Moose Lake Star Gazette - Serving Carlton and Pine Counties Since 1895

By A. R. Vander Vegt
Moose Lake Star-Gazette 

Kissing trees

From the Editor

 

December 6, 2018



Early in the Disney movie “The Hunchback of Notre Dame”, Quasimodo sings a song about the privilege others have of simply being “out there,” meaning outside the bell tower to which he is confined.

“Out there among the millers and the weavers and their wives, through roofs and gables I can see them. Everyday, they shout and scold and go about their lives, heedless of the gift it is to be them. If I was in their skin, I’d treasure every instant.”

It is impossible for me to listen to that song, to that particular part of the song, without a shiver running up my spine. I don’t really make resolutions for the new year, but I do tell myself each year that I want to live with Quasimodo’s resolve to treasure small moments of life as well as the big ones.

If you’ve seen the movie, you know that life doesn’t go smoothly for Quasi. He fulfills his dream — he sneaks out of the bell tower. Doing so has major consequences for him and for others. Throughout the movie, he faces two choices: stay locked within the bell tower again, a place he can be safe from others but lose out on what life has to offer; or, risk his comfort, his safety, all he knows, to step out and experience the life he’s dreamed of and more.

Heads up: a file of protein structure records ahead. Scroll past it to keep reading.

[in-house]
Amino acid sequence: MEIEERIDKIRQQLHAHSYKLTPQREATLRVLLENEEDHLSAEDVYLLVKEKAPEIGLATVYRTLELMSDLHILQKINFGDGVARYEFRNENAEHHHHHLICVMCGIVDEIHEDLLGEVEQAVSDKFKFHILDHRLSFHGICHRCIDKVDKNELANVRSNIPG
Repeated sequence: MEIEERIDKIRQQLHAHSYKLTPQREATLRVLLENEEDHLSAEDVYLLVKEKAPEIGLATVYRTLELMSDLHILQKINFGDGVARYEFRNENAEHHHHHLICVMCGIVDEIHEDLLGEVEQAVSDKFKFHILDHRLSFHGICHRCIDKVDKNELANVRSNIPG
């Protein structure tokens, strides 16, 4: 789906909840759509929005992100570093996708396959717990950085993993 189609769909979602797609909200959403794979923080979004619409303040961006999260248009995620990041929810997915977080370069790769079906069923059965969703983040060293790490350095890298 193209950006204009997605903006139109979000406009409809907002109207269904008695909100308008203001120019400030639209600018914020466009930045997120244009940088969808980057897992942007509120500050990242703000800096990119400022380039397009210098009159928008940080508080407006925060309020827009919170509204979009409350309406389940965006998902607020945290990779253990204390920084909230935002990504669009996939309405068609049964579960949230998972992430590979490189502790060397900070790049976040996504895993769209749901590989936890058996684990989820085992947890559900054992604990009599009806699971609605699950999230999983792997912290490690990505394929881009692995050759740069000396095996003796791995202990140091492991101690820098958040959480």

I was thinking of Quasimodo about a week ago, riding in the van of my brother and sister-in-law. There I was, in Georgia, with some of the best people I know – my brother, my sister-in-law and two nephews. In that moment of thinking of where I was, who I was with, I was profoundly grateful. I was aware to some degree of the gift it is to be me, not because I’m any sort of great person, but because of who I love and who loves me.

The trip to see part of my family was like one big Earth-to-Alycia siren.

Behind their house in Georgia are some woods. One afternoon, the boys and I made our way through them, just walking and stopping whenever and wherever. One of my nephews, Ezekiel, is four, and he is inquisitive, bright, sensitive and, so far, the best four-year-old boy I have ever been acquainted with. At one of our stops, he nearly stepped on a baby tree. I pointed it out to him, and he immediately had questions ­— anything from why it was growing there to if it would survive. He also wanted to know why it was growing at such a funny angle.

I told him and Isaiah that the tree probably would have a bit of a fight ahead of him. He was under a bigger tree, so the roots might be competing for water and space. The larger tree’s canopy also might prevent enough sunlight from reaching the poor guy. Well, Isaiah, who is two, promptly gave the tree a kiss (which shows you his immense heart) and we all wished it the best of luck as we went on our way. We stopped to kiss many more trees and give a word of encouragement.

It's times like those that I feel keenly Quasimodo’s sense of wonder over the mundane. That’s part of what I love so much about the song — he’s not even looking for much more than just a chance to do what we think of as normal stuff. Stopping to consider trees which were growing wonky and discovering mushrooms to stomp was a way to re-situate me to life — not to grandeur and life’s abstractness, but the solid things, the hard materials.

I guess I’m still learning the posture of thankfulness, even though Thanksgiving is gone and past. But like Christmas spirit, thankfulness should be practiced year-round. Sometimes we need little reminders to turn on the light in the darkest of places, to find the joy around every corner.

 

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